Life would be so different if we realized our dreams. No, no. Let me rephrase that. Your life would be so different if you realized your dreams. Yes, it takes effort. Yes, it takes bravery. But, remember that the difference between the hero and the coward is that the hero did the thing he or she feared anyway. The hero flies in the face of fear. Ask anyone who is living the life of their dreams and following their bliss if all the struggle and challenges to do so were worth it, and you will hear the exact, same answer. A very vocal, assured, confident and resounding: Yes.
It will be worth it. Especially because not going for your gold is going to eat you up inside, and may quite possibly and very literally destroy you. At the end of their lives, no one is commemorating the moments they stayed small, worked the extra day at a job they disliked or failed to ask the beloved girl or guy on the date they knew would be the start of something special. No one is proud of the moments they let slip by or escape their grasp. The moments that determine who we are and who we become are the moments where we step out of our comfort zone, from 24 miles up into space and fly into the face of what everyone else and sometimes ourself thought we couldn’t do.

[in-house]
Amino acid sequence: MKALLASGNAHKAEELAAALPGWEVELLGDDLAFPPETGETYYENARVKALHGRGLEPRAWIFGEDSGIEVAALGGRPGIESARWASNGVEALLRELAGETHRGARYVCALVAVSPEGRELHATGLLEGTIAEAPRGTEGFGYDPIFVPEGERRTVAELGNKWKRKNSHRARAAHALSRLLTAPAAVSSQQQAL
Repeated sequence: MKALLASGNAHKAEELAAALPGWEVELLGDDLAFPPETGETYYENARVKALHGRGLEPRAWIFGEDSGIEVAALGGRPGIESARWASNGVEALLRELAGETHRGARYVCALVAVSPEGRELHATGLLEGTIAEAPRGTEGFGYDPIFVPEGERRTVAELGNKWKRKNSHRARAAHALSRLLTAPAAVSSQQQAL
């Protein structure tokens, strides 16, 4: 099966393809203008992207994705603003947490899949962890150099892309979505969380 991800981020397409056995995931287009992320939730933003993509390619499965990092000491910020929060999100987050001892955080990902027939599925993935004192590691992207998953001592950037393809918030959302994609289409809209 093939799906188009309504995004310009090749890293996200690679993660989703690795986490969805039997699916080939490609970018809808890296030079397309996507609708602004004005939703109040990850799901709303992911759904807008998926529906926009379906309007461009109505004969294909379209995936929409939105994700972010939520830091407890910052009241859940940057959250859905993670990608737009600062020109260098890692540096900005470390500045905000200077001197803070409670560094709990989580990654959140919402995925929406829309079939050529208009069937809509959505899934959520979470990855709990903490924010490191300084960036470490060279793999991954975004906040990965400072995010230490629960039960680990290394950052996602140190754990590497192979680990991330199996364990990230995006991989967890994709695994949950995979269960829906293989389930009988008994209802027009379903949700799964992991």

We break our own sound barriers and learn that we’re capable of even more than we originally dared. This is how the impossible is done. This is how your impossible is done. To quote my very favorite modern poet, Andrea Gibson:
“I don’t believe in miracles, because miracles are the impossible coming true, and everything is possible.”
Anything on the list of impossibles are just things people haven’t been brave enough to try. Anything on your list has the same quality. It’s not that you’re not capable, or that you don’t already have everything you need. The sheer desire of the dream that lives inside you is what will give you the fuel to see it through to the end. It’s the only way to live. Go ahead, prove Thoreau right and live the life you’ve imagined. I’ll leave you with one last bit of wisdom from the mind of one more achiever of the impossible, a guy who studied more than 240 separate global mythologies and set in motion wheels and theories that would give birth to stories like Star Wars and 2001: A Space Odyssey, the great Joseph Campbell:
“If you do follow your bliss you put yourself on a kind of track that has been there all the while, waiting for you, and the life that you ought to be living is the one you are living. Follow your bliss and don’t be afraid, and doors will open where you didn’t know they were going to be.”